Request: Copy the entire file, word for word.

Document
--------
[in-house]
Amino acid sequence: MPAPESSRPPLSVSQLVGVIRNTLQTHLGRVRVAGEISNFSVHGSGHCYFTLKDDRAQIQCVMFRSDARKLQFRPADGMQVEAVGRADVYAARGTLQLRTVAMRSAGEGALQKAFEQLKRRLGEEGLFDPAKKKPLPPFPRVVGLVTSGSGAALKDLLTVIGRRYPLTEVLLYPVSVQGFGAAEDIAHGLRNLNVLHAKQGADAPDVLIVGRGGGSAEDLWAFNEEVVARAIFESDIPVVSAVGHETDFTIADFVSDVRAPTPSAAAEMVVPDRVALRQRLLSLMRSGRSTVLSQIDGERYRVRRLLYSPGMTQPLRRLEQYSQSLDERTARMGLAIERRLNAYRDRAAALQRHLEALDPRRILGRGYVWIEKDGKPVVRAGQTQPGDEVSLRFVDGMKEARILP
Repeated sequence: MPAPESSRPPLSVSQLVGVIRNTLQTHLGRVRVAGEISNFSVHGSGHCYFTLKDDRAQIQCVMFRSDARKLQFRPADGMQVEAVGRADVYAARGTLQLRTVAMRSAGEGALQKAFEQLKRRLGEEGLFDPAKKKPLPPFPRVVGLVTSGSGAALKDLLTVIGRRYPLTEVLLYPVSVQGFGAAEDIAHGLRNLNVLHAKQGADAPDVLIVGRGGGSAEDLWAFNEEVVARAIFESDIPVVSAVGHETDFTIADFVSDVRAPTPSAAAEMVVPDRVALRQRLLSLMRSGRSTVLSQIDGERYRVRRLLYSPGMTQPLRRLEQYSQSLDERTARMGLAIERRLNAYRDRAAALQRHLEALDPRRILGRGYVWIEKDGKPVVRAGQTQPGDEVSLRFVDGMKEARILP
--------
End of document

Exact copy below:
[in-house]
Amino acid sequence: MPAPESSRPPLSVSQLVGVIRNTLQTHLGRVRVAGEISNFSVHGSGHCYFTLKDDRAQIQCVMFRSDARKLQFRPADGMQVEAVGRADVYAARGTLQLRTVAMRSAGEGALQKAFEQLKRRLGEEGLFDPAKKKPLPPFPRVVGLVTSGSGAALKDLLTVIGRRYPLTEVLLYPVSVQGFGAAEDIAHGLRNLNVLHAKQGADAPDVLIVGRGGGSAEDLWAFNEEVVARAIFESDIPVVSAVGHETDFTIADFVSDVRAPTPSAAAEMVVPDRVALRQRLLSLMRSGRSTVLSQIDGERYRVRRLLYSPGMTQPLRRLEQYSQSLDERTARMGLAIERRLNAYRDRAAALQRHLEALDPRRILGRGYVWIEKDGKPVVRAGQTQPGDEVSLRFVDGMKEARILP
Repeated sequence: MPAPESSRPPLSVSQLVGVIRNTLQTHLGRVRVAGEISNFSVHGSGHCYFTLKDDRAQIQCVMFRSDARKLQFRPADGMQVEAVGRADVYAARGTLQLRTVAMRSAGEGALQKAFEQLKRRLGEEGLFDPAKKKPLPPFPRVVGLVTSGSGAALKDLLTVIGRRYPLTEVLLYPVSVQGFGAAEDIAHGLRNLNVLHAKQGADAPDVLIVGRGGGSAEDLWAFNEEVVARAIFESDIPVVSAVGHETDFTIADFVSDVRAPTPSAAAEMVVPDRVALRQRLLSLMRSGRSTVLSQIDGERYRVRRLLYSPGMTQPLRRLEQYSQSLDERTARMGLAIERRLNAYRDRAAALQRHLEALDPRRILGRGYVWIEKDGKPVVRAGQTQPGDEVSLRFVDGMKEARILP